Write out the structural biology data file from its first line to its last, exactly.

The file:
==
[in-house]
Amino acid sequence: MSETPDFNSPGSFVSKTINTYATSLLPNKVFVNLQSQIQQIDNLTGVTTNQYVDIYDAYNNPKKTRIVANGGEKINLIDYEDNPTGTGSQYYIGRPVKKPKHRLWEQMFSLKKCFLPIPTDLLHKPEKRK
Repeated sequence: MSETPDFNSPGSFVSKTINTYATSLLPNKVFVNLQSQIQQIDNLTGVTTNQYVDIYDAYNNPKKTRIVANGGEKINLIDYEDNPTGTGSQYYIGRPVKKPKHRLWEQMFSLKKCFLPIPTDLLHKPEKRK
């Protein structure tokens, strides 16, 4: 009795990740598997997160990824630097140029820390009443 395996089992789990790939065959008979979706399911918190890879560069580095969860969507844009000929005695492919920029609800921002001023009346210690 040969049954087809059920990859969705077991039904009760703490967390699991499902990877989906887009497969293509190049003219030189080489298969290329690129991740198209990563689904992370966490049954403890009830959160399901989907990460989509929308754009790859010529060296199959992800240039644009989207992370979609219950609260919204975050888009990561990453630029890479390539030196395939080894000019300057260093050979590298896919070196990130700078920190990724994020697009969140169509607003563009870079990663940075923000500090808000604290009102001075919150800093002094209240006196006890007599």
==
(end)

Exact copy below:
[in-house]
Amino acid sequence: MSETPDFNSPGSFVSKTINTYATSLLPNKVFVNLQSQIQQIDNLTGVTTNQYVDIYDAYNNPKKTRIVANGGEKINLIDYEDNPTGTGSQYYIGRPVKKPKHRLWEQMFSLKKCFLPIPTDLLHKPEKRK
Repeated sequence: MSETPDFNSPGSFVSKTINTYATSLLPNKVFVNLQSQIQQIDNLTGVTTNQYVDIYDAYNNPKKTRIVANGGEKINLIDYEDNPTGTGSQYYIGRPVKKPKHRLWEQMFSLKKCFLPIPTDLLHKPEKRK
């Protein structure tokens, strides 16, 4: 009795990740598997997160990824630097140029820390009443 395996089992789990790939065959008979979706399911918190890879560069580095969860969507844009000929005695492919920029609800921002001023009346210690 040969049954087809059920990859969705077991039904009760703490967390699991499902990877989906887009497969293509190049003219030189080489298969290329690129991740198209990563689904992370966490049954403890009830959160399901989907990460989509929308754009790859010529060296199959992800240039644009989207992370979609219950609260919204975050888009990561990453630029890479390539030196395939080894000019300057260093050979590298896919070196990130700078920190990724994020697009969140169509607003563009870079990663940075923000500090808000604290009102001075919150800093002094209240006196006890007599």